Diabetes Cases On The Rise
November 16, 2011, 6:10 PM
SIOUX FALLS, SD -
It could be a health emergency. In less than 20 years, one in 10 people could have diabetes.
That's the latest prediction from the International Diabetes Foundation. But, many think that number will be higher.
Joni Gaffer was diagnosed with Type 2 diabetes six years ago. The Canistota woman gives herself five shots of insulin a day.
"When I first got put on insulin, I was having a lot of problems with my eyes. I had gotten to the point where I quit driving. I wasn't working because basically I was going blind," Gaffer said.
More and more people are dealing with diabetes like Gaffer. In fact, the International Diabetes Federation predicts that at lest one in ten adults could have diabetes by 2030.
"I actually thought the number might be a little higher because it just seems like we see so many new people diagnosed," Sanford Nurse Practitioner at the Sanford Diabetes Assessment Center Jen DeGroot said.
DeGroot says that's because the report took into account an aging population, but not an increase in obesity.
"Obesity is a big factor in diabetes. Unfortunately, when people have a lot of excess weight, they don't use the insulin they have quite as well, and that can cause higher blood sugar," DeGroot said.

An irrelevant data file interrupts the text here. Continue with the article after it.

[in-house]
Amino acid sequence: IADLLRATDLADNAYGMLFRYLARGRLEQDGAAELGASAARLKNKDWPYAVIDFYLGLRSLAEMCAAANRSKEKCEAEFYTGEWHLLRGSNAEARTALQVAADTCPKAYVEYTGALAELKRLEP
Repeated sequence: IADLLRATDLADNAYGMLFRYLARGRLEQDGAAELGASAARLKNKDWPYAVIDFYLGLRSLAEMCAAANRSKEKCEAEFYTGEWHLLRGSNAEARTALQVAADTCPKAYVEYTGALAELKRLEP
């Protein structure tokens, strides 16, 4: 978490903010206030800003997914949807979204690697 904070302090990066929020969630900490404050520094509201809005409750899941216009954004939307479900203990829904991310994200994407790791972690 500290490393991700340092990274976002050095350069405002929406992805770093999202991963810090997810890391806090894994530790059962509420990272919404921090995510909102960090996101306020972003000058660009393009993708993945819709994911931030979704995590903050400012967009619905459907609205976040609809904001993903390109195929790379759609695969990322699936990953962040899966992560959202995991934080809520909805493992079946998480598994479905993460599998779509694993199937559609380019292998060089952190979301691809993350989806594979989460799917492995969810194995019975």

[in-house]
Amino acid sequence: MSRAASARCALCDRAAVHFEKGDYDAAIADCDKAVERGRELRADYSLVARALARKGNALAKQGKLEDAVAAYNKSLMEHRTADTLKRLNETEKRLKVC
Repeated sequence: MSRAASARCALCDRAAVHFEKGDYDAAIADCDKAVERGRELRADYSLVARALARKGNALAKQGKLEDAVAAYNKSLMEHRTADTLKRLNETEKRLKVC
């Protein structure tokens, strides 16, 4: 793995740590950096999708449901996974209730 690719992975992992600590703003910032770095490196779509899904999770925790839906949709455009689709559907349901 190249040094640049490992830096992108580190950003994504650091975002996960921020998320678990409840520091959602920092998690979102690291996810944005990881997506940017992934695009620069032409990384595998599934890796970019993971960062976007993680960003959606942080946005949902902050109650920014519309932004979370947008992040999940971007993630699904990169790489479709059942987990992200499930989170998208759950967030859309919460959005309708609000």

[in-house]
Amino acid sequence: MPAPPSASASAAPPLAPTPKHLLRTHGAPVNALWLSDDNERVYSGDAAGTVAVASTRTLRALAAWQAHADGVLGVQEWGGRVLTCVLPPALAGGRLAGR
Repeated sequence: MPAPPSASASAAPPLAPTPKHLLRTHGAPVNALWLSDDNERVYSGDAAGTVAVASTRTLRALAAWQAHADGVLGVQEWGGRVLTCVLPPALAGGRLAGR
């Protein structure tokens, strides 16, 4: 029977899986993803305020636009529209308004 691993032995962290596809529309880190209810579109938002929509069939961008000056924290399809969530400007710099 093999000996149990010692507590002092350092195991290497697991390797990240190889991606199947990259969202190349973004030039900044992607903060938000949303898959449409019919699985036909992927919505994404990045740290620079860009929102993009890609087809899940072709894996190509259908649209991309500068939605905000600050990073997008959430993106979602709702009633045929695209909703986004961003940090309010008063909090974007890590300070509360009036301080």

Gaffer encourages others to maintain their weight and exercise to avoid diabetes, because she says it can be a matter of life or death.
"It affects your eye sight, your teeth and gums, your heart, kidneys, sex organs, the blood vessels, the nerves, and the feet. I don't know any other disease that affects that many different things in your body than maybe cancer," Gaffer said.
A situation she hopes will not impact one in ten people, including her three children who are at high-risk.
"My ex-husband is also diabetic, so it's very likely that all three kids could be. It's scary to watch them have to go through something like that. I don't ever want to see that. I don't want them to," Gaffer said.
Besides a rising number of diabetics, the World Health Organization predicts the number of diabetes-related deaths will double by 2030.
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